A bus comes to a stop in Los Angeles.
If it's a busy stop, say the one at Santa Monica Boulevard and Vermont Avenue, where the bus connects with the subway, half the bus will empty, or more than half the bus: Community college students who wear their belts around their butts, young mothers carrying infants hidden like mummies in small blankets, house painters with clothing like Jackson Pollack canvases, dazed people with skin conditions, high school students who chatter and write messages in ink on their forearms, lonely people who engage strangers in conversation even when they have their noses in books, old people with religious tracts in their hands, people with their dinners in styrofoam boxes that emit strong odors, skateboarders, bicyclists, medical assistants in their uniforms, barristas in their uniforms, cooking school students in their uniforms which always include white hats, busy people, depressed people, angry ones, bemused ones, people in love, impatient ones, people with things on their minds. They all step through bus doors and go from inside the bus to outside the bus.
Many of these passengers speak English as a second language or don't speak English at all. They speak: Spanish, Urdu, Mandarin, Tagalog, Russian, Armenian, Korean, Farsi, Arabic, Haitian French, Khmer, Thai, Hindi, Hausa, Vietnamese, Central American languages. I'm leaving out a lot.
And it's not unusual at this stop or any stop for there to be stragglers among those who want to leave the bus. She was talking to a friend she met by surprise on the bus and noticed suddenly she was at her stop. Or the music in his ears overrode the announcement of the stop and then he noticed all the people getting out. Or she almost never rides this line and wasn't sure this was the right corner. Or he had suddenly decided he had to get out here into the surprisingly still cool, sunny late afternoon and walk the last half-mile home.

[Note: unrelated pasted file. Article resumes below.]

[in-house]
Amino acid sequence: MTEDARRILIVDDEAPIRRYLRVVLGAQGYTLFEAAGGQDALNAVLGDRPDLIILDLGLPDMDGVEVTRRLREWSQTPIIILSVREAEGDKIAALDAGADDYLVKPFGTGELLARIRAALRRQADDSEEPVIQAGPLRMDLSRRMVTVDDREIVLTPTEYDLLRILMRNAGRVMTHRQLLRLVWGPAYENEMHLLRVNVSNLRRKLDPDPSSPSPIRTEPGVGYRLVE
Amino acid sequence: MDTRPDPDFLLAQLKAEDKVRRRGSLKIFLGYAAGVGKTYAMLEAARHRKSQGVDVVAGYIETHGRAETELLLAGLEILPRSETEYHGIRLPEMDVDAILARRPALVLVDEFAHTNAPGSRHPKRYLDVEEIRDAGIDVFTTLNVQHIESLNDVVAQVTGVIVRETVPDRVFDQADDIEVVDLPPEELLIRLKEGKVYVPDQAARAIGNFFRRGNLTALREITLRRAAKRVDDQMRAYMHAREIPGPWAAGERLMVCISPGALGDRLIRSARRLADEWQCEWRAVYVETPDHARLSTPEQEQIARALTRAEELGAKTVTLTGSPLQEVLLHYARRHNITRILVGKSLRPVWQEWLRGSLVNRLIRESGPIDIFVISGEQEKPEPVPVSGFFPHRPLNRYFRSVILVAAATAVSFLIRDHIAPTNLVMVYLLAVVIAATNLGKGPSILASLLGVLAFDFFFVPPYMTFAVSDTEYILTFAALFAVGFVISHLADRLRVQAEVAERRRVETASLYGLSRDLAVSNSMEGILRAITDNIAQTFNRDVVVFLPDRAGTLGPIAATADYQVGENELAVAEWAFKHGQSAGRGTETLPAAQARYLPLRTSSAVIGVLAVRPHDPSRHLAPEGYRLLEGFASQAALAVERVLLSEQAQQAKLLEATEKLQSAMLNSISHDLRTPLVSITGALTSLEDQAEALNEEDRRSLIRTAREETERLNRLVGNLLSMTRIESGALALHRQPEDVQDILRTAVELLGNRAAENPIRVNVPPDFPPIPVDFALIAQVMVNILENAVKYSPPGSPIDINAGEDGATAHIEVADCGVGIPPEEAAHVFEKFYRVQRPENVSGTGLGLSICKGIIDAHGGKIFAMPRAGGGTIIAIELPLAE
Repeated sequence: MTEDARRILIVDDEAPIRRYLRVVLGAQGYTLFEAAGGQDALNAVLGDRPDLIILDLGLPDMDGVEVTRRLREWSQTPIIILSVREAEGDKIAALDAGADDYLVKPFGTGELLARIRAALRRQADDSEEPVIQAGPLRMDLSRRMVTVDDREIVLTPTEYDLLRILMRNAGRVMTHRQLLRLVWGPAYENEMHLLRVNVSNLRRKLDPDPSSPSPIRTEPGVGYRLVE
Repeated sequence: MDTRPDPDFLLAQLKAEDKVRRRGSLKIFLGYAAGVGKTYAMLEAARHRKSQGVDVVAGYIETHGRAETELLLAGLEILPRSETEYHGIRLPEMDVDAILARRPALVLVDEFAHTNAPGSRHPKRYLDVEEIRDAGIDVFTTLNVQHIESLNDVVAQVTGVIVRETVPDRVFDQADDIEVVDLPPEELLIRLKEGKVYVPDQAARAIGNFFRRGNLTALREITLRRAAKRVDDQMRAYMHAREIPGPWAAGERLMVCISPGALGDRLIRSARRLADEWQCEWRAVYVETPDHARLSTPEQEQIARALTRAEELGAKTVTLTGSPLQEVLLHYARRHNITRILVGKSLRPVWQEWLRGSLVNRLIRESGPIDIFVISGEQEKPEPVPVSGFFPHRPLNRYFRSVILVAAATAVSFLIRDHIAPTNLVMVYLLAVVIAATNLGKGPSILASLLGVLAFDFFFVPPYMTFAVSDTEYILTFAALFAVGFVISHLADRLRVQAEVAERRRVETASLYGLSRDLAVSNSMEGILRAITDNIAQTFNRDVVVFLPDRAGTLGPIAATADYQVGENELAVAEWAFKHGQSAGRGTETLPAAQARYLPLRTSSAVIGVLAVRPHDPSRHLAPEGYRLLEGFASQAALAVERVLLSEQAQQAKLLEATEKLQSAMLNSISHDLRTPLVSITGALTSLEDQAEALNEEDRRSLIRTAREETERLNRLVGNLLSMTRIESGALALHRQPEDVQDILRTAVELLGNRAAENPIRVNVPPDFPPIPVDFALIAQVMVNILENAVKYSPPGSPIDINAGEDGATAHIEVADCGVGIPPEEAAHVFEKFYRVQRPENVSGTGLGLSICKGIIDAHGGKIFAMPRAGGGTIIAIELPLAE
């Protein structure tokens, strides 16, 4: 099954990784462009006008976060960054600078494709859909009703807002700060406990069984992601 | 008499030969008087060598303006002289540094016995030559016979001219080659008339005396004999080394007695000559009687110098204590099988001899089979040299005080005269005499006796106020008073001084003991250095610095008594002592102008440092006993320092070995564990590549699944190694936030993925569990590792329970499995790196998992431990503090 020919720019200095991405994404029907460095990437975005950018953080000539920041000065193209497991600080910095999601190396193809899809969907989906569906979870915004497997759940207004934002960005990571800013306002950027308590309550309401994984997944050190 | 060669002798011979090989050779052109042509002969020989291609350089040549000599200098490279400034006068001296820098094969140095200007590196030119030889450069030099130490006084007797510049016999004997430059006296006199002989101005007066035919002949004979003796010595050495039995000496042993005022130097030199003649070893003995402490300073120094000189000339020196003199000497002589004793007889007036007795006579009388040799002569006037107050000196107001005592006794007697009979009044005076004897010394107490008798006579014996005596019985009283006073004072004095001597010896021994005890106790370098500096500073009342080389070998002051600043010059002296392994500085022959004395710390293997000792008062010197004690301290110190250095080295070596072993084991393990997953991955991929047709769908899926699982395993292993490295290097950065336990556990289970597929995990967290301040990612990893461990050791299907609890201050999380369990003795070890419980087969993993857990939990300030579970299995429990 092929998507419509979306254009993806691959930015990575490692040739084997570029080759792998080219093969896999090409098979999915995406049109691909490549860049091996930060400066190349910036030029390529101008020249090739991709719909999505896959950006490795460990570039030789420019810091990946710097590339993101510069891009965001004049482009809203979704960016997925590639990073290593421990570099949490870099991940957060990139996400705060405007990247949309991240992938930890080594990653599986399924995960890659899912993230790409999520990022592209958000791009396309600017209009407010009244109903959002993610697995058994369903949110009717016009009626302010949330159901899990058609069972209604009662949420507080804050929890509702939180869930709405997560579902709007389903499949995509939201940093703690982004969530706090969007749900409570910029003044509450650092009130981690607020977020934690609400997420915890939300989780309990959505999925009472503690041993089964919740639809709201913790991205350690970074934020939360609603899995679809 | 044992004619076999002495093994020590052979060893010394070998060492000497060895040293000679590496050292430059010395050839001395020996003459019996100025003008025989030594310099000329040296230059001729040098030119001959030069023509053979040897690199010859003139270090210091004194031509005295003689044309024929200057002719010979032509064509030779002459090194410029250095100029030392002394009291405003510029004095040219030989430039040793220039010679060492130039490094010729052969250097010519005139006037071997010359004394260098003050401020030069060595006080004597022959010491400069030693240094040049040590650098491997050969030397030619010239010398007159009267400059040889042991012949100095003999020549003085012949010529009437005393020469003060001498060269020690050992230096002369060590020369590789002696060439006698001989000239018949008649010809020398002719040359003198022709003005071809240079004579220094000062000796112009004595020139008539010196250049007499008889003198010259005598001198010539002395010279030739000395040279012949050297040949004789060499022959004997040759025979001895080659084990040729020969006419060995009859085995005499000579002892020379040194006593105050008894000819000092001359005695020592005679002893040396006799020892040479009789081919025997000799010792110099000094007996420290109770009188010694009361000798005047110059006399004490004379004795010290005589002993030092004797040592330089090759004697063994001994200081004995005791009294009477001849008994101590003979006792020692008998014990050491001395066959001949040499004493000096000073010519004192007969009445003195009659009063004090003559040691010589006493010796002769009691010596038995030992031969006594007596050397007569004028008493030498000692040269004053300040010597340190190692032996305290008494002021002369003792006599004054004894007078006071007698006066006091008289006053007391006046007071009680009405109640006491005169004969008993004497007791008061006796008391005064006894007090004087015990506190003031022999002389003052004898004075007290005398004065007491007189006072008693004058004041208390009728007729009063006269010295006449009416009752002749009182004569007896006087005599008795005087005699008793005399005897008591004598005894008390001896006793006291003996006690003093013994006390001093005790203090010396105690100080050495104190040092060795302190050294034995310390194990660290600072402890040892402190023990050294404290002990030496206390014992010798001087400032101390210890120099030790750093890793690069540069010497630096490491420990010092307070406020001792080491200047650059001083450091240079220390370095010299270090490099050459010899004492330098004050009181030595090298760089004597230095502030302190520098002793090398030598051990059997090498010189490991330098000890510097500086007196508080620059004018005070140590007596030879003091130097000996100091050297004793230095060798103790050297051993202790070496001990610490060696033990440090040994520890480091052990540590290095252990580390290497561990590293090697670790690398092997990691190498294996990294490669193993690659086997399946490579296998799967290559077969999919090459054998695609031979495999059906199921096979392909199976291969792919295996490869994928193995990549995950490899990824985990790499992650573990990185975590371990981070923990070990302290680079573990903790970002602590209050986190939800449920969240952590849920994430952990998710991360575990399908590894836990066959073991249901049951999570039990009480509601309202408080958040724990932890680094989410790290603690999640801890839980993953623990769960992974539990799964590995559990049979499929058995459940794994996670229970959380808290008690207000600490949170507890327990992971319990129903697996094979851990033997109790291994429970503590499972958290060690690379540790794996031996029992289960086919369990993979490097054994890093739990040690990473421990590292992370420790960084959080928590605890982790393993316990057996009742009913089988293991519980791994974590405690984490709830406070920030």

A straggler who wants to leave from a middle door, or a back door, or a back back door in a double length bus, will sometimes find that door closed. Bus drivers like to close those the doors as soon as they can to thwart fare beaters. Yet a passenger observing other passengers faced with a closed door rarely notes frustration and never panic because there is a spoken formula that opens bus doors.
Passengers say to the driver “back door” or sometimes “back door!” in all the accents with which English can be mouthed and the door opens. Sometimes passengers deep in the bus say “back door” quietly, no louder than if they were commenting to someone across the table, “tasty shrimp,” but way up front the driver gets the message and opens the door. Bus drivers are attuned to those two words and can pick them out among the other language being flung around inside. And anyway, if occasionally the driver doesn't hear, other passengers will notice and a few of them will yell out "back door! back door!," a bus riders' mutual aid chorus that rises up and dies down as soon as the door opens.
One time I saw a woman decide to leave the bus very late into the bus's stay at Santa Monica and Vermont. The bus was still at the corner only because the driver had a red light. She sprung up and stood at the closed door and said “back door” and the door opened and she was free to do what she abruptly remembered to do. The thing is she was at the front door. She said “back door” and the driver opened the front door and she got out.
The point of this is not make fun of someone who didn't understand English and didn't know the difference between "front door" and "back door." In fact the point is to praise the woman who didn't understand English for her ability to perceive how the phrase is used and to acknowledge her courage in wielding it. It's hard to speak up in a language you don't speak. She sounded a bit tentative but still, she said “back door” and she got what she wanted.
I find it interesting how for this non-native speaker the meaning of the phrase was determined by its usage and only by its usage. What else did she have to go on? She had listened and watched as other passengers said the words “back door” and had concluded, not unintelligently, that the words (of from her point of view perhaps, single word) meant “I need out” or “please open the door.” And now, in the language of bus riders in Los Angeles, that's what “back door” means.
I haven't cross-posted this anywhere.